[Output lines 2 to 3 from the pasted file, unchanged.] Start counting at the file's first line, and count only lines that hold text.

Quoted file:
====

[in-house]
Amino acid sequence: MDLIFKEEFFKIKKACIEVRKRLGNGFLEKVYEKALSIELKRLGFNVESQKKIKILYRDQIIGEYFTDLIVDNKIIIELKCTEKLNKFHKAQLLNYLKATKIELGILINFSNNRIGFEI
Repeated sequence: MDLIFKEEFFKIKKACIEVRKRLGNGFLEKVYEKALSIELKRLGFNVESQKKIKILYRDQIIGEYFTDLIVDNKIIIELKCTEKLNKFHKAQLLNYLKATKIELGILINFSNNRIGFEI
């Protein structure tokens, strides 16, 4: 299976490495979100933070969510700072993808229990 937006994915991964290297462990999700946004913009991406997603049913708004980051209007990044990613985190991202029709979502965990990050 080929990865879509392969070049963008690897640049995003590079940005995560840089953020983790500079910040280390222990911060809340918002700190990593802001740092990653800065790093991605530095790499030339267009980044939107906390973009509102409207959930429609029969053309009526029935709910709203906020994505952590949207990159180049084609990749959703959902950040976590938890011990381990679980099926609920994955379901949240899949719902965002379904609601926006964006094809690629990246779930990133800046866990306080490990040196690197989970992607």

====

Amino acid sequence: MDLIFKEEFFKIKKACIEVRKRLGNGFLEKVYEKALSIELKRLGFNVESQKKIKILYRDQIIGEYFTDLIVDNKIIIELKCTEKLNKFHKAQLLNYLKATKIELGILINFSNNRIGFEI
Repeated sequence: MDLIFKEEFFKIKKACIEVRKRLGNGFLEKVYEKALSIELKRLGFNVESQKKIKILYRDQIIGEYFTDLIVDNKIIIELKCTEKLNKFHKAQLLNYLKATKIELGILINFSNNRIGFEI